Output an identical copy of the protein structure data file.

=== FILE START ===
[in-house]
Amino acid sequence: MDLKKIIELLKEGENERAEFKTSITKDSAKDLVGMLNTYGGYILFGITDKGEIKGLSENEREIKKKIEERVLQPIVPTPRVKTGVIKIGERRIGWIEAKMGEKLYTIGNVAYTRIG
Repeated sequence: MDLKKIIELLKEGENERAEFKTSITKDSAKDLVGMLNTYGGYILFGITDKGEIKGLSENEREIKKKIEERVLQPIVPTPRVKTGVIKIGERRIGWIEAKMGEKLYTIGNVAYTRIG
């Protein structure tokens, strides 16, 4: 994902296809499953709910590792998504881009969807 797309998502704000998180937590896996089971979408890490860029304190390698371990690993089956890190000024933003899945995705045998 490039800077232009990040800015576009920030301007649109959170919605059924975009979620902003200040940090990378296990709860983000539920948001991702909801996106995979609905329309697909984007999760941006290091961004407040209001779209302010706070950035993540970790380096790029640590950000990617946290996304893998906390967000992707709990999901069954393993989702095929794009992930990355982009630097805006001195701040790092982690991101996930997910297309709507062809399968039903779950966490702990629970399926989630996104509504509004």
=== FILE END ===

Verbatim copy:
[in-house]
Amino acid sequence: MDLKKIIELLKEGENERAEFKTSITKDSAKDLVGMLNTYGGYILFGITDKGEIKGLSENEREIKKKIEERVLQPIVPTPRVKTGVIKIGERRIGWIEAKMGEKLYTIGNVAYTRIG
Repeated sequence: MDLKKIIELLKEGENERAEFKTSITKDSAKDLVGMLNTYGGYILFGITDKGEIKGLSENEREIKKKIEERVLQPIVPTPRVKTGVIKIGERRIGWIEAKMGEKLYTIGNVAYTRIG
């Protein structure tokens, strides 16, 4: 994902296809499953709910590792998504881009969807 797309998502704000998180937590896996089971979408890490860029304190390698371990690993089956890190000024933003899945995705045998 490039800077232009990040800015576009920030301007649109959170919605059924975009979620902003200040940090990378296990709860983000539920948001991702909801996106995979609905329309697909984007999760941006290091961004407040209001779209302010706070950035993540970790380096790029640590950000990617946290996304893998906390967000992707709990999901069954393993989702095929794009992930990355982009630097805006001195701040790092982690991101996930997910297309709507062809399968039903779950966490702990629970399926989630996104509504509004």